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Ziploc Omelets Are Not Recommended

Don't Boil With Ziploc Bags

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Water boiling in pan
Grady Coppell/Photographer's Choice RF/Getty Images
This morning I was watching the Rachel Ray show, and she had a guest who demonstrated how to make omelets in a bag, which are simply eggs and other ingredients mashed together in a Ziploc baggie and submersed in boiling water to cook. I used to have several variations of this recipe on the camping site until a reader sent me a copy of this press release from the University of Illinois that was claiming that Ziploc omelets are not recommended.

FOR IMMEDIATE RELEASE
July 3, 2006

"I thought it was important to respond to a questionably safe Food Fad, the ZIPLOC OMELET. It is the latest NOT recommended fad. Please... DON'T try this at home and we will tell you exactly why. What is circulating around again is instructions on cooking omelets in Ziploc bags. This is not recommended until further research is done on cooking with plastics. There is still question about the cancer causing breakdown of plastics and their contact with food during cooking.

"We have contacted the Ziploc company and they replied by telling us that ZIPLOC® brand Bags cannot be used to boil food. They also told us that they do not manufacture a "boilable" bag.... yet.

"They do not recommend using any ZIPLOC® brand Bag in boiling water, or to "boil" in the microwave. ZIPLOC® brand Bags are made from polyethylene plastic with a softening point of approximately 195 degrees Fahrenheit. By pouring near boiling water (water begins to boil at 212 degrees) into the bag, or putting the bag into the water, the plastic could begin to melt. Might I add that eggs and cheese have fat which gets much hotter than water thus the likelihood of melting the plastic increases.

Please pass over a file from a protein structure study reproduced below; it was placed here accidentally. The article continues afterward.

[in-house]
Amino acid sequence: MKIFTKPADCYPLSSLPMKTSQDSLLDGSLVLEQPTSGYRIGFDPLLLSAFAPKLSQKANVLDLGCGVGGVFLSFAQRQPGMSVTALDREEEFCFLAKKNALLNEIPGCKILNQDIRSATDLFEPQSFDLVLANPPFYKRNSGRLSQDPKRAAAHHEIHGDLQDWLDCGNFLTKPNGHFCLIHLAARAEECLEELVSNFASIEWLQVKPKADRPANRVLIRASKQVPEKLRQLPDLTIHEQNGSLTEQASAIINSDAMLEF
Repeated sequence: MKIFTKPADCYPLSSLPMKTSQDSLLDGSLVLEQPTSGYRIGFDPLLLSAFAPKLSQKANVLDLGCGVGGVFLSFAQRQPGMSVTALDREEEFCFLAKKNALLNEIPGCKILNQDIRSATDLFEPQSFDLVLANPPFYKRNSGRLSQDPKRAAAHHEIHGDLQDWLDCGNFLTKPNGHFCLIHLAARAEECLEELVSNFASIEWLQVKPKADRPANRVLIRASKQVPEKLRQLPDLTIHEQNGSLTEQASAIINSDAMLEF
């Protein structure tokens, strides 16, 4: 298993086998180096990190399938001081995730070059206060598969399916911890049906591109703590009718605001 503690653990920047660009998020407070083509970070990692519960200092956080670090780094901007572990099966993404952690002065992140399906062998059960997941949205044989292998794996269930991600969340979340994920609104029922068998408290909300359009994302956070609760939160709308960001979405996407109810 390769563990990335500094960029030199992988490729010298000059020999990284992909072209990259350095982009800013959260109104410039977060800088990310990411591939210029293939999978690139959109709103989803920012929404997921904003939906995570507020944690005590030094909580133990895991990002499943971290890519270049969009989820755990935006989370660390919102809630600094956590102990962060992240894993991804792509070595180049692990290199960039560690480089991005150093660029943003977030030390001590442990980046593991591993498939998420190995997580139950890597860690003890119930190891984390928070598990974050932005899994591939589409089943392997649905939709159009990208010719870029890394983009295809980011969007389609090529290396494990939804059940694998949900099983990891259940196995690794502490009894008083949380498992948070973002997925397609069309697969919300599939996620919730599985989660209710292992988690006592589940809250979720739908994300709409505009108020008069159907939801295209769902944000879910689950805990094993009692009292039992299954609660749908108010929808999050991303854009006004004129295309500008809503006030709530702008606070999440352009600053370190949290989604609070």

"It is so easy to start something unhealthy like the idea of a ZIPLOC OMELET. All you have to do is type it up and send it out to everyone you know via e-mail. It spreads like wild fire. The ZIPLOC OMELET instructions start out by telling you "This works great !!!" But who ever started the idea had not contacted the company who manufactures the bag to see if such cooking techniques were recommended. Therefore people receiving the instructions might just assume this idea is safe and it is not.

"The specific concern centers on the possible contamination of foods with known carcinogens that may be present in plastic containers and wraps.

"This issue is certain to generate much research to clarify the potential risks. Until this issue is fully resolved, consumers who want to take a cautious approach should not use Ziploc type bags for boiling food in water or in the microwave. People should continue making omelets the old traditional way until plastic bag manufacturers come out with an approved safe bag that while heated containing food will produce no carcinogens."

According to SC Johnson's Frequently Asked Questions page:

Can I boil in Ziploc® Brand bags?
No. Ziploc® Brand bags are not designed to withstand the extreme heat of boiling.

I also received a letter from Megan O. Maginnis, Consumer Specialist for S.C. Johnson & Son, makers of Ziploc baggies. Megan was replying to my inquiry about boiling with baggies.

"Thank you for asking about using Ziploc bags to make omelets. While we appreciate hearing about new and innovative ways to use our products, we must be cautious that these new ideas follow label directions.

"Ziploc bags are not designed or approved to withstand the extreme heat of boiling and therefore, using Ziploc bags to make any recipe that requires the bag to be boiled is not recommended.

"Like all of SC Johnson's products, Ziploc bags cam be used with confidence when label directions are followed. All Ziploc containers and microwaveable Ziploc bags meet safety requirements of the U.S. Food and Drug Administration (FDA) for temperatures associated with defrosting and reheating food in microwave ovens,as well as room, refrigerator, and freezer temperatures.

"Please share these facts with others who may have this misleading information. We also encourage people to go to www.ziploc.com for more information on the proper use of this product."

Ziploc is a registered trademark of the SC Johnson Co. If you have concerns about cooking with Ziploc bags, you can call the SC Johnson Product Safety Department at 1-866-231-5406. They will address any questions you may have.

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